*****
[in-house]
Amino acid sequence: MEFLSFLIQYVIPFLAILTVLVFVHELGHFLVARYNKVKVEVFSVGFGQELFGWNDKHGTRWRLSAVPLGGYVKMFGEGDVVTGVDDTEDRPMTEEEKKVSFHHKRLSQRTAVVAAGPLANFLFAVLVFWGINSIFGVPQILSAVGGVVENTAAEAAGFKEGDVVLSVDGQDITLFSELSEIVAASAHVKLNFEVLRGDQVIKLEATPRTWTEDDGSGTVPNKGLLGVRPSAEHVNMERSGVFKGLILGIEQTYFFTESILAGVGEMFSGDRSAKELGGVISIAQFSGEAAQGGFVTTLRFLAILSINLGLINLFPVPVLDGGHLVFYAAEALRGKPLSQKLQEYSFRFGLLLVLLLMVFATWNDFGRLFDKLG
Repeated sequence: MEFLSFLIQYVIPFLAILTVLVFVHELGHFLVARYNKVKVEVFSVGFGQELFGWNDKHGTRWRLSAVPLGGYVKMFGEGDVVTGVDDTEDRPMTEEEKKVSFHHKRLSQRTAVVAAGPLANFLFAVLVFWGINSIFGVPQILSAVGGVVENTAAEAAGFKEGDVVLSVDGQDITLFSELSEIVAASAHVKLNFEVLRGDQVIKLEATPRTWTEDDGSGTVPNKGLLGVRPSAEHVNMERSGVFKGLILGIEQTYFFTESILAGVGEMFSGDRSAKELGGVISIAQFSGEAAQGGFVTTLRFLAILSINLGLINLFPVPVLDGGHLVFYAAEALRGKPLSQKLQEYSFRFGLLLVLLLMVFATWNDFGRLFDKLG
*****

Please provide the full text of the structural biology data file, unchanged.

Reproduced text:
[in-house]
Amino acid sequence: MEFLSFLIQYVIPFLAILTVLVFVHELGHFLVARYNKVKVEVFSVGFGQELFGWNDKHGTRWRLSAVPLGGYVKMFGEGDVVTGVDDTEDRPMTEEEKKVSFHHKRLSQRTAVVAAGPLANFLFAVLVFWGINSIFGVPQILSAVGGVVENTAAEAAGFKEGDVVLSVDGQDITLFSELSEIVAASAHVKLNFEVLRGDQVIKLEATPRTWTEDDGSGTVPNKGLLGVRPSAEHVNMERSGVFKGLILGIEQTYFFTESILAGVGEMFSGDRSAKELGGVISIAQFSGEAAQGGFVTTLRFLAILSINLGLINLFPVPVLDGGHLVFYAAEALRGKPLSQKLQEYSFRFGLLLVLLLMVFATWNDFGRLFDKLG
Repeated sequence: MEFLSFLIQYVIPFLAILTVLVFVHELGHFLVARYNKVKVEVFSVGFGQELFGWNDKHGTRWRLSAVPLGGYVKMFGEGDVVTGVDDTEDRPMTEEEKKVSFHHKRLSQRTAVVAAGPLANFLFAVLVFWGINSIFGVPQILSAVGGVVENTAAEAAGFKEGDVVLSVDGQDITLFSELSEIVAASAHVKLNFEVLRGDQVIKLEATPRTWTEDDGSGTVPNKGLLGVRPSAEHVNMERSGVFKGLILGIEQTYFFTESILAGVGEMFSGDRSAKELGGVISIAQFSGEAAQGGFVTTLRFLAILSINLGLINLFPVPVLDGGHLVFYAAEALRGKPLSQKLQEYSFRFGLLLVLLLMVFATWNDFGRLFDKLG